Podcasts & RSS Feeds
Most Active Stories
- Revisiting the origin of the "Michigan Left"
- Here's how Michigan taxpayers came to own the designs for the original World Trade Center
- Here are 10 West Michigan trails to explore this fall
- What's behind Michigan Republicans' big turnaround on medical marijuana?
- Does the UAW's victory in Indiana signal the end of the two-tier wage system?
Mon June 23, 2014
Study shows overall poor health of those receiving Medicaid
April 1 was an important day for many in Michigan. It was the day nearly half a million people in our state became newly eligible for the expanded Medicaid program.
Since then, more than 300,000 people have enrolled. Many have not seen a physician for a long time. Or, they have relied on emergency rooms for their medical care.
As revealed in a study published in the medical journal JAMA Surgery, there's good news and challenging news in all of this.
Certainly it's good that patients will be able to turn to a physician for medical care.
But the challenge is the overall poor health of many of these patients, especially surgical patients, and that has many implications – to the patients, to the hospitals and to the surgeons treating them.
Chief Medical Officer of the University of Michigan Health System, Dr. Darrell Campbell, Junior, talked about the study on Stateside.
Campbell analyzed data on 14,000 patients who had operations in 52 hospitals in Michigan from July 2012 to June 2013. The study looked at the Medicaid population and compared them to people with private insurance but were around the same age. The study analyzed the condition those patients were in prior to their surgical procedure.
“What we found was that they weren’t in very good shape,” Campbell said. “And that has consequences for the results after they have surgery, not only in terms of how well they do from physical point of view but also the cost and resources that are used afterwards.”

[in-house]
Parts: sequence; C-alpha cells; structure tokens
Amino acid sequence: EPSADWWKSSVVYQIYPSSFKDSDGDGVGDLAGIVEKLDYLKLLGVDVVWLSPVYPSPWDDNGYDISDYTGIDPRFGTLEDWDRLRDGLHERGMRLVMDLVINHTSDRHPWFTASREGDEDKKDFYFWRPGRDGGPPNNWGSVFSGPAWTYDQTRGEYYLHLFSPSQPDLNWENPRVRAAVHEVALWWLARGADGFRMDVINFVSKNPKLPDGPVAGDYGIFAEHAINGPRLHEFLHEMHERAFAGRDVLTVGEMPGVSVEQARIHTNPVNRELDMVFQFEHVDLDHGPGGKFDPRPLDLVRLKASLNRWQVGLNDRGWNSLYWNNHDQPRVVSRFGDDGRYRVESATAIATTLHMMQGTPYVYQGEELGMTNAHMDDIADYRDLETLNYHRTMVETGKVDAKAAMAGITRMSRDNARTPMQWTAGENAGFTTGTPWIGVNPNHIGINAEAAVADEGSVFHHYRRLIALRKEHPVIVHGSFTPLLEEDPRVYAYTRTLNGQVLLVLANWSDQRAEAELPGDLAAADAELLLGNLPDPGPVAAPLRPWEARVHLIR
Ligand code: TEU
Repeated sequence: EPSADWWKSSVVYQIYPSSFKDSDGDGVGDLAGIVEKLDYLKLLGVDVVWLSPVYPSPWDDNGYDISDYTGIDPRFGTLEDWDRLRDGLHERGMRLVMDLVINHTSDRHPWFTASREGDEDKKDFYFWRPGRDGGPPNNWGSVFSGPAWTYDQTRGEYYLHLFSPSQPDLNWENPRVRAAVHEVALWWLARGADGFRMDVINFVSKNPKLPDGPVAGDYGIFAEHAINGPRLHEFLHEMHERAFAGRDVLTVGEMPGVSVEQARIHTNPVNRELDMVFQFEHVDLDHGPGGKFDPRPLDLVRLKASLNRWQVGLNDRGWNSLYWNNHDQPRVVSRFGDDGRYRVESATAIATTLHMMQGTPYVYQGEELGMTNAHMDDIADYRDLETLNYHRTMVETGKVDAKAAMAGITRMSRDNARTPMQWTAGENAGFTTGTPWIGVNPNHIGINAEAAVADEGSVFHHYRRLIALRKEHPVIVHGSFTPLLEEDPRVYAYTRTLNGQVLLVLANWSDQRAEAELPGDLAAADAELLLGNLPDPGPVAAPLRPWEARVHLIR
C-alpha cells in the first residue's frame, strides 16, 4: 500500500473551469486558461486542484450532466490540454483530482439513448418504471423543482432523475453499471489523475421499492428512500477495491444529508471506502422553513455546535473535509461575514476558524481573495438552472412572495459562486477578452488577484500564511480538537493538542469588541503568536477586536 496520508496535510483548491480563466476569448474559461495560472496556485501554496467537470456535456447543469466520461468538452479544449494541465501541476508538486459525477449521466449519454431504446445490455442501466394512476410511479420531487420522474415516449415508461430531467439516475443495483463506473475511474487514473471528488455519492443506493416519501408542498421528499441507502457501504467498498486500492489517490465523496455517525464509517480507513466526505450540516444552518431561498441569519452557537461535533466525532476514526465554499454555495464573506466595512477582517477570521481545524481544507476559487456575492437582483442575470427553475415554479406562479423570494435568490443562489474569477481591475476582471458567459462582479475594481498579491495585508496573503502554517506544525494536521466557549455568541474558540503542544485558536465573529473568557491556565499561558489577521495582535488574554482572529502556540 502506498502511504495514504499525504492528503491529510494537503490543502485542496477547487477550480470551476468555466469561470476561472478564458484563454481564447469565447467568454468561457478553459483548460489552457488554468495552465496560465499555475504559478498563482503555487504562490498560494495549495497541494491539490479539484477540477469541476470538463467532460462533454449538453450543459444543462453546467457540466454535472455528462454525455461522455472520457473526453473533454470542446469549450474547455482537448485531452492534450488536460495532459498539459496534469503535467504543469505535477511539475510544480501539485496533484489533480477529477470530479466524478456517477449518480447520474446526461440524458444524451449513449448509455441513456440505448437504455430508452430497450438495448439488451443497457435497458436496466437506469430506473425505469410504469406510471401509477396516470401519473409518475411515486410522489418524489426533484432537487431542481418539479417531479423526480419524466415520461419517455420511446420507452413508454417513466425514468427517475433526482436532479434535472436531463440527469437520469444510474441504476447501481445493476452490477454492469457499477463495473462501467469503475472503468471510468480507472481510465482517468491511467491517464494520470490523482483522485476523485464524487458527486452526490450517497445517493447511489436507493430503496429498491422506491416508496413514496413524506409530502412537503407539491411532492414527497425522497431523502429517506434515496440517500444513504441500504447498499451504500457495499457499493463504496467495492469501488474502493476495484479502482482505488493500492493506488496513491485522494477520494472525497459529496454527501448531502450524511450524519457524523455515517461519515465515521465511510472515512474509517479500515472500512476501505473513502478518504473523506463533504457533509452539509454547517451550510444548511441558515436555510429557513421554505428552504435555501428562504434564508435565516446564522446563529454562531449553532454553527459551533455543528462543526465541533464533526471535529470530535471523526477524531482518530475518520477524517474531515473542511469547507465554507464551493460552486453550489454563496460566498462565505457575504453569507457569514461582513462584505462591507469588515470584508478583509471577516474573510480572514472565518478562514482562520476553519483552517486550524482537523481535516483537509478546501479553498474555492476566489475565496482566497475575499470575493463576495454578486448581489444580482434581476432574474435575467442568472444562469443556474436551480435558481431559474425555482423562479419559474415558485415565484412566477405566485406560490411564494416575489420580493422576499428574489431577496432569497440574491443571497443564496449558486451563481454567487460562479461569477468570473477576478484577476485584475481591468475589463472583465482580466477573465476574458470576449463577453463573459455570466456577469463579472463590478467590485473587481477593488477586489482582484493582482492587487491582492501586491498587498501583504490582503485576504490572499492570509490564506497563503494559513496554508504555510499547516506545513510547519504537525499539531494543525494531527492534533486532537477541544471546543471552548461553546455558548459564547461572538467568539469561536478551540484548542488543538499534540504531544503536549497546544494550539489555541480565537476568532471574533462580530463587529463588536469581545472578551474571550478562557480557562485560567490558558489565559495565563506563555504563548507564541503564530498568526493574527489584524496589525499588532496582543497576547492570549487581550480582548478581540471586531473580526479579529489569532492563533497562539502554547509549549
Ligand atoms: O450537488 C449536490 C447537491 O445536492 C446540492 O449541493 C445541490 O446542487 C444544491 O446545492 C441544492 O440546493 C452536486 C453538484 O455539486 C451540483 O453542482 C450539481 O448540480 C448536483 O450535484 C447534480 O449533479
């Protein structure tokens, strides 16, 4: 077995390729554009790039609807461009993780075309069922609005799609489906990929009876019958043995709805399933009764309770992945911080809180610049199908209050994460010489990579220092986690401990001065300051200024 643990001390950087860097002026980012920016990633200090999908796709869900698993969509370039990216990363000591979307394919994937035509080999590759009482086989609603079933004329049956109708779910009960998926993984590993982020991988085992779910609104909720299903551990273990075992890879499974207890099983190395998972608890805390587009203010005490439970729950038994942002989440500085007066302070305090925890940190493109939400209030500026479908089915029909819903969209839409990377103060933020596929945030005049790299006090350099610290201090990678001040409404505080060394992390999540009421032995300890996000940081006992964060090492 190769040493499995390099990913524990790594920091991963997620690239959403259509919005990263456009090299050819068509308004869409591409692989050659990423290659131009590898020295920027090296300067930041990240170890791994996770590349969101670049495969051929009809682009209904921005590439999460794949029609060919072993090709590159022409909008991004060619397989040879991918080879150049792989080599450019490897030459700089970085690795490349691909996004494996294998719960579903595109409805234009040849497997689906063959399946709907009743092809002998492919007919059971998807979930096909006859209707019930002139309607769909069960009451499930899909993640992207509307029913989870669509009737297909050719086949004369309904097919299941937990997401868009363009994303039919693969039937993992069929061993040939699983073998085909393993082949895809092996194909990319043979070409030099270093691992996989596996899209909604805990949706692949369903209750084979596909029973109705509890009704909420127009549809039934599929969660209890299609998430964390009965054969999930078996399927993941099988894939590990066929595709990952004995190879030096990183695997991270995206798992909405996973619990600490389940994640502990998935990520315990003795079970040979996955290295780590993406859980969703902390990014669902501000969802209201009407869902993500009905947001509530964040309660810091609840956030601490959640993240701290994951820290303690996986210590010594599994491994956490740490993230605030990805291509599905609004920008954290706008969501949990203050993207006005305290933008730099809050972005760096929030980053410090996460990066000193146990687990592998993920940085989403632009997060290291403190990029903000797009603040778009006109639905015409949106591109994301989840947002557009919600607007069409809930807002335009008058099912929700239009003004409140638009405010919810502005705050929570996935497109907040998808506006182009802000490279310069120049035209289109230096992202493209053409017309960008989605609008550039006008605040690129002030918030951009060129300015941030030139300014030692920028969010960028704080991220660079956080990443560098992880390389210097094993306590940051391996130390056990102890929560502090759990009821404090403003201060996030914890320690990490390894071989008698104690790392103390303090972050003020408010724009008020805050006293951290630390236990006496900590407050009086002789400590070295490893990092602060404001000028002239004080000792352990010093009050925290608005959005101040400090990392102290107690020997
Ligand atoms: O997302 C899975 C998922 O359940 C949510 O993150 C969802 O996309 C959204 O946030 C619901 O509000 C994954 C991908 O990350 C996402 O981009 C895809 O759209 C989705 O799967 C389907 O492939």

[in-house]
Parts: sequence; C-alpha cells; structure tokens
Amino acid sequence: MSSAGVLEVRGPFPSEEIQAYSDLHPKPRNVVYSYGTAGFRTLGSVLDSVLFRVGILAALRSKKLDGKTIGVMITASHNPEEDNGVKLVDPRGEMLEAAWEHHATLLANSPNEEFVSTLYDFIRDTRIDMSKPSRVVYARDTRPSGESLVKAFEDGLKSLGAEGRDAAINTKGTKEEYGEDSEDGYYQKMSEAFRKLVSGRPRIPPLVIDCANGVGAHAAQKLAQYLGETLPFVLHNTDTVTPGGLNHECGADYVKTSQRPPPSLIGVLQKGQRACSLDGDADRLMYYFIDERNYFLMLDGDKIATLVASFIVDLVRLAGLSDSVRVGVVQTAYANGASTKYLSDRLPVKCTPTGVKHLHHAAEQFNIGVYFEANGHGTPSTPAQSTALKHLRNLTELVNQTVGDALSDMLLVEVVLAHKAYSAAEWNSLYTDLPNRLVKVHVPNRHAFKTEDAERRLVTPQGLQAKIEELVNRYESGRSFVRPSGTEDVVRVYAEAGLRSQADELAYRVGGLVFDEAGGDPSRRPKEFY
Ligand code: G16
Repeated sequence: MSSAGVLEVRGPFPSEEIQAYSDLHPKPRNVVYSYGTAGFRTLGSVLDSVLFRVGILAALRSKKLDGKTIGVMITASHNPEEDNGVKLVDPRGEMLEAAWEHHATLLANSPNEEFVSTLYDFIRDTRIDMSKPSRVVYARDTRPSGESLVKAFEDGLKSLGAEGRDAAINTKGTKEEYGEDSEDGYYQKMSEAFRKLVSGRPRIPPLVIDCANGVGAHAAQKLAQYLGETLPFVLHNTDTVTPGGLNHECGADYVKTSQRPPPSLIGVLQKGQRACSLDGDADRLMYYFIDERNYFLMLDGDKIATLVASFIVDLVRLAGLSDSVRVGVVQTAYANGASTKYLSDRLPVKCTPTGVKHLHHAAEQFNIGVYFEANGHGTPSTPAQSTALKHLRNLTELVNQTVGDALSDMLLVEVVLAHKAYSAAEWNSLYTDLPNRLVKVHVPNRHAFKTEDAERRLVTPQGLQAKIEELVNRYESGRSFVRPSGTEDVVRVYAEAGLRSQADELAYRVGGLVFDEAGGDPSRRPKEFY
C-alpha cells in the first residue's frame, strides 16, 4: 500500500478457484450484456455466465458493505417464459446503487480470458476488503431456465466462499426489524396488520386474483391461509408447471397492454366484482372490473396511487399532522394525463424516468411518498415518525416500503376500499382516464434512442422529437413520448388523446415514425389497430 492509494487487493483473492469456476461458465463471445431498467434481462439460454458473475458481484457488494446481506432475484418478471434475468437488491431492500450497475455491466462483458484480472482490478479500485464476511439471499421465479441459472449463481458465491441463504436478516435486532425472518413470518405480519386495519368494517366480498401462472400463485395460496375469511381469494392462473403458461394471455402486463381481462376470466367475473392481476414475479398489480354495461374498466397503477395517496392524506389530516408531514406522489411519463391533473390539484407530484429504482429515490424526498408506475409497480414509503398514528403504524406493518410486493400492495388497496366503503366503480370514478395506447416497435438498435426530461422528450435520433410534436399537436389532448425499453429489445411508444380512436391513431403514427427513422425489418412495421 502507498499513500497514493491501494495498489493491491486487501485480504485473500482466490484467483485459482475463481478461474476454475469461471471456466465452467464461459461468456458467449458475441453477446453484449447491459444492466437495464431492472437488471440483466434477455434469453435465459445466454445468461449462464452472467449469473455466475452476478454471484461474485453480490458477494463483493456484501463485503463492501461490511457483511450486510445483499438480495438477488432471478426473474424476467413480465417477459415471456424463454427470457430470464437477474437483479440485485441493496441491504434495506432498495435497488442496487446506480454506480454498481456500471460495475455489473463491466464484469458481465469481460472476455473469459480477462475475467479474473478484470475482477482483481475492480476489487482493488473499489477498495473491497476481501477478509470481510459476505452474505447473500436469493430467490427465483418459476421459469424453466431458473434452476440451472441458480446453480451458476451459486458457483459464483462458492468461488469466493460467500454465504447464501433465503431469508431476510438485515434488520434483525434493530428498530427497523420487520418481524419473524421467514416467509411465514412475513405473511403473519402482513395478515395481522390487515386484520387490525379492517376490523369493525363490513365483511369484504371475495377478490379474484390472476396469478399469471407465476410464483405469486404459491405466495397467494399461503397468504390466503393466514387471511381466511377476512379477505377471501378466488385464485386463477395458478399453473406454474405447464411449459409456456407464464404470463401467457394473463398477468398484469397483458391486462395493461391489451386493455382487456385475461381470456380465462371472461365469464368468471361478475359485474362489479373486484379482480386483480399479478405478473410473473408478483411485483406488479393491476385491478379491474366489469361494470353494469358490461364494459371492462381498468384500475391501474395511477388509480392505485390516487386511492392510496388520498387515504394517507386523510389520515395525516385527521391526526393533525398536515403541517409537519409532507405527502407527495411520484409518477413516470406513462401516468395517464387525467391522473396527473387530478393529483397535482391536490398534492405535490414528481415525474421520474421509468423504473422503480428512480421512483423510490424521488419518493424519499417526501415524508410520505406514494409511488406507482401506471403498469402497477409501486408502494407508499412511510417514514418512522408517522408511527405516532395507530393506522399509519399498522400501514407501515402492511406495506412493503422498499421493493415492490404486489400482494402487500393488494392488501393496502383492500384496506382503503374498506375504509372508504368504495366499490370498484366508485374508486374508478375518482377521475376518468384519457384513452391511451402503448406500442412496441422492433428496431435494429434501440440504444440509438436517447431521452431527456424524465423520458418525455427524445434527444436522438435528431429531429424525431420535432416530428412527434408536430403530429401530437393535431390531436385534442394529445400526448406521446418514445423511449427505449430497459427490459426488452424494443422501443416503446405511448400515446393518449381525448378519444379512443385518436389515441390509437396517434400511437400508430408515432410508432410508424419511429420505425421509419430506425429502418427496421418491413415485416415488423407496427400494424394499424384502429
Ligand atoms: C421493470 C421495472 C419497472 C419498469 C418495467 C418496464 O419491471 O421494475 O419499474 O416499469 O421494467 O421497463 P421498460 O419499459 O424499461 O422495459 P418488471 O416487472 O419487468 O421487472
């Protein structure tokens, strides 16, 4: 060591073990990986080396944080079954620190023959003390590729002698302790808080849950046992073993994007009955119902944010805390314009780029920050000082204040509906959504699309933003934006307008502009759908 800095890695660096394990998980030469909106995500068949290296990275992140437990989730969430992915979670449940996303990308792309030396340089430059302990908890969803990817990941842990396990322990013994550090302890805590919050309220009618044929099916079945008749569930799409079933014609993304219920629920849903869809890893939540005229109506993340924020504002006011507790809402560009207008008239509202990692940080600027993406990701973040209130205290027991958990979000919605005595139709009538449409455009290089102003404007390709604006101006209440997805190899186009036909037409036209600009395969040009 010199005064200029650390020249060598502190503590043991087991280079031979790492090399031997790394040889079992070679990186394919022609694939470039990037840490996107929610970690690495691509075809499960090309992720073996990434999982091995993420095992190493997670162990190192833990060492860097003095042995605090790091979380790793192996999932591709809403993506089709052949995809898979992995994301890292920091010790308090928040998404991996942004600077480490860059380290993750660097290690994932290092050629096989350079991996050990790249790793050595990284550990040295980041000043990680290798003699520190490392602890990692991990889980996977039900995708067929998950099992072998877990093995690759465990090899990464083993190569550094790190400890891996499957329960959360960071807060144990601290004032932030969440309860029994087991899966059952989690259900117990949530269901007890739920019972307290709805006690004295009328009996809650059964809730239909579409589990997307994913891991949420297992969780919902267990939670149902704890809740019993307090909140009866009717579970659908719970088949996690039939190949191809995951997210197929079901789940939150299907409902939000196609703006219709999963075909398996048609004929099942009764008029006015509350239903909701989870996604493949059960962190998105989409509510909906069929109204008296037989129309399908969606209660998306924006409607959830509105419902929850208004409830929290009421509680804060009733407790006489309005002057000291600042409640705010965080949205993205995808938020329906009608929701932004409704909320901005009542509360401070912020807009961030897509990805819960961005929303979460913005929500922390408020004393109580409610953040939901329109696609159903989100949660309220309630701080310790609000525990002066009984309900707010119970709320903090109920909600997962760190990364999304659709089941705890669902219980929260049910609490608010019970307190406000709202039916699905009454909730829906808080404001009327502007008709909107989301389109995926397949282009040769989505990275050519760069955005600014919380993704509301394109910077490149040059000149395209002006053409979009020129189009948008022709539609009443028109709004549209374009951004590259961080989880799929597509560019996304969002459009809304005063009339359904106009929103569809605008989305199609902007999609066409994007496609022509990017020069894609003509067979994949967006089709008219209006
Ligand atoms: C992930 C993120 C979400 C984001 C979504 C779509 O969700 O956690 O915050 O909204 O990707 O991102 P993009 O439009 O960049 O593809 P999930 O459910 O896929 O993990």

Campbell said there was a significant difference in surgical outcome and mortality between the two groups. Medicaid-insured patients had twice the number of complications as privately insured people and two-thirds as many for serious complications, and more than twice the chance of dying.
“I think the more we more we can get people into a structured medical system, the more we can interact and intervene to make their health a little bit better prior to a big surgical procedure,” Campbell said.
Campbell added that there are a number of things that can be done to make sure a patient's health is better before an operation, by quitting smoking, making sure they are on the right medications, treating diabetes, and training them to walk several miles a day.
Blue Cross Blue Shield of Michigan partnered with the University of Michigan Health System to try to improve surgical care. Together they created the Michigan Surgical Quality Collaborative. There are now 70 hospitals in the state connected electronically. They get together every three months to discuss how to improve surgical care.
They also created a pre-habilitation, which is basically a tune-up for patients.
“We put them through a boot camp prior to a big operation,” Campbell said. “It’s a very patient-centric approach. ‘Help me to do a good job on your surgery by getting in the best shape you could possibly get into prior to surgery.’”
Campbell believes that the state medical society should start making this happen throughout the state. Surgical costs adds a lot to the total bill to medical care in state, especially if the results are not good.
“If you improve the results in surgery, you cut costs; they go together,” Campbell said. “Better quality, lower cost.”
*Listen to full interview above.
Politics & Government